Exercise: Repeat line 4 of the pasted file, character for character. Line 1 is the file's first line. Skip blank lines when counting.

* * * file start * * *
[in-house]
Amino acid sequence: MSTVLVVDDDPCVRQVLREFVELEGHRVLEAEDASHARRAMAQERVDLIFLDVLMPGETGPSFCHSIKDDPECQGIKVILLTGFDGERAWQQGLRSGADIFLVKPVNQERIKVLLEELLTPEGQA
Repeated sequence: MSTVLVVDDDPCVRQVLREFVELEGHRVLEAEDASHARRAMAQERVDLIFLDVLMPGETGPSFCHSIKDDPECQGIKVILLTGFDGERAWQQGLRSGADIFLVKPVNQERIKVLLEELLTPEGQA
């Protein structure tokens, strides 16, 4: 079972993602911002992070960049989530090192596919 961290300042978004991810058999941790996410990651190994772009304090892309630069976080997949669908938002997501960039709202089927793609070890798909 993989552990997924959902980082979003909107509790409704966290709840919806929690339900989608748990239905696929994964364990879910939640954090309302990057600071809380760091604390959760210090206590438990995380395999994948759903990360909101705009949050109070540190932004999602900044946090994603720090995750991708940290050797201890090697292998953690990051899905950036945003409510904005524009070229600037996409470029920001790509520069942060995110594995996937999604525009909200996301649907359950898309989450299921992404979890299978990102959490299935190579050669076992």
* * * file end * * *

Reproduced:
């Protein structure tokens, strides 16, 4: 079972993602911002992070960049989530090192596919 961290300042978004991810058999941790996410990651190994772009304090892309630069976080997949669908938002997501960039709202089927793609070890798909 993989552990997924959902980082979003909107509790409704966290709840919806929690339900989608748990239905696929994964364990879910939640954090309302990057600071809380760091604390959760210090206590438990995380395999994948759903990360909101705009949050109070540190932004999602900044946090994603720090995750991708940290050797201890090697292998953690990051899905950036945003409510904005524009070229600037996409470029920001790509520069942060995110594995996937999604525009909200996301649907359950898309989450299921992404979890299978990102959490299935190579050669076992």